Collins said she remembers asking Beavan why she included in the film an ordinary moment in which she groused that the sweater she was wearing was too hot.

"She said, 'Yeah, it shows you as a real person.' And I said, 'I am a real person! Thank you very much. I am a real person. Flesh and blood,'" Collins laughed.

The actress agreed it is probably the film's authenticity and humanity -- private glimpses into a public figure's life -- that will most intrigue the viewers of her documentary.

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"I think they will be most surprised by me, nine months pregnant, dancing with my ex-husband in the sand at Montauk," she said.

"My favorite part about [the film] is the off-camera Joan Collins. Me sitting there, smoking a cigarette -- oh, dear -- off the set, on the beach, no makeup on and a tiny bikini and clowning around with my sister or friends."

As she looked back, she realized that being a parent has been the most rewarding aspect of her life.

"Any woman who has children has achieved a great deal, and I had three," Collins said.

"I, basically, was a single mother for most of that time," she added. "Unfortunately, I had two not-so-nice divorces, and so I paid for the children's schooling, brought them up, paid for the house that we lived in. I think I'm most proud of that."

Unlike many contemporary famous people who seem ubiquitous, thanks to social media and the explosion of entertainment news outlets, Collins came up in an era when celebrities tempered their accessibility to the public with glamour and mystery.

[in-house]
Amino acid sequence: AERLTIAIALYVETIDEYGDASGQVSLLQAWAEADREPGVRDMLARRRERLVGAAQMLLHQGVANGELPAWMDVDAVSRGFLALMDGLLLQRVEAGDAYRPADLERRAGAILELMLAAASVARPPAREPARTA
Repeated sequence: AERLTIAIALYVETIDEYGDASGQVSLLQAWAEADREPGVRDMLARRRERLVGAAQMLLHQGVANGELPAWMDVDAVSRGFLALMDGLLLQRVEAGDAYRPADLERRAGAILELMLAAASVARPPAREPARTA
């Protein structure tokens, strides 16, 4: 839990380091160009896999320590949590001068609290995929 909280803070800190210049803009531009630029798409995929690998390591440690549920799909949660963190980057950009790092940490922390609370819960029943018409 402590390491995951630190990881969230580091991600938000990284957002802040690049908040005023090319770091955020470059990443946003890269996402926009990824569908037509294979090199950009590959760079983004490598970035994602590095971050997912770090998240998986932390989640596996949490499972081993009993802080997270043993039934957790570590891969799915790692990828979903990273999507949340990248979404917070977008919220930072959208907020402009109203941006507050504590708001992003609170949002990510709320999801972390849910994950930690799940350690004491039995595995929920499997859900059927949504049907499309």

"I have retained a certain mystique. It's all gone now," she joked, referring to the documentary.

"No more mystique! Gosh, she's dancing pregnant! But I did try to not expose every single bit of my life to the media and I was able -- with the exception of a few years when I was in Dynasty -- and I am still able to go out and walk around and just be in the streets, shops and restaurants like a regular guy."

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She was reminded of her Dynasty heyday while reviewing video from when she presided over a 1980s Christmas tree lighting on Regent Street in London.

"There were thousands and thousands of people there, cheering at me. I had forgotten all that," she said.

"It was amazing that Clare and Karen were able to find this bit of film. It was quite extraordinary, and they had other things that showed the fame that I had then, the supreme fame, which doesn't last."

She remembered being asked by a journalist years ago what she planned to do if her stardom ended.

"I said it isn't a question of 'if,' it's a question of 'when.' And it will end and, when it does, I will be happy to go back to being just not quite so popular," she said.

There are many artists working today that Collins admires -- Nicole Kidman, Brad Pitt, Rachel Brosnahan and Ana De Armas, to name a few -- and she predicts they will have long careers well past the time when their beauty starts to dim.

"Vivien Leigh said to me once -- I wasn't in a film with her, but my boyfriend at the time was - she wasn't taken seriously as an actor until her looks began to fade," Collins said.

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"Of course, it's true. If you are a very good-looking person -- and you are an actor or actress-- you are not taken seriously until you put the false nose on or you start to look older."